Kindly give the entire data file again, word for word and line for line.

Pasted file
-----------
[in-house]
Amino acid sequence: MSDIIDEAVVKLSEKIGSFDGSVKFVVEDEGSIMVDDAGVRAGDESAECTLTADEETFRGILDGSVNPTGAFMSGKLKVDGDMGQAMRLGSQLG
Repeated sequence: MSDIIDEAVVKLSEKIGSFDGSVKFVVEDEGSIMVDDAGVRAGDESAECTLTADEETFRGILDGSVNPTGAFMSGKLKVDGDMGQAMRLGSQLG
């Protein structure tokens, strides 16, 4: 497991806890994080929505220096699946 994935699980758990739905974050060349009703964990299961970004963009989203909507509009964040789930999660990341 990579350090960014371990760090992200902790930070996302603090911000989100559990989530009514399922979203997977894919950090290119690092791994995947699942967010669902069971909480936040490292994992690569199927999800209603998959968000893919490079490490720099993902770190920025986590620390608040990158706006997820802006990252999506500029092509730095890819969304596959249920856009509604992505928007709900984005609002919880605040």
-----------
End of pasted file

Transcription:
[in-house]
Amino acid sequence: MSDIIDEAVVKLSEKIGSFDGSVKFVVEDEGSIMVDDAGVRAGDESAECTLTADEETFRGILDGSVNPTGAFMSGKLKVDGDMGQAMRLGSQLG
Repeated sequence: MSDIIDEAVVKLSEKIGSFDGSVKFVVEDEGSIMVDDAGVRAGDESAECTLTADEETFRGILDGSVNPTGAFMSGKLKVDGDMGQAMRLGSQLG
């Protein structure tokens, strides 16, 4: 497991806890994080929505220096699946 994935699980758990739905974050060349009703964990299961970004963009989203909507509009964040789930999660990341 990579350090960014371990760090992200902790930070996302603090911000989100559990989530009514399922979203997977894919950090290119690092791994995947699942967010669902069971909480936040490292994992690569199927999800209603998959968000893919490079490490720099993902770190920025986590620390608040990158706006997820802006990252999506500029092509730095890819969304596959249920856009509604992505928007709900984005609002919880605040």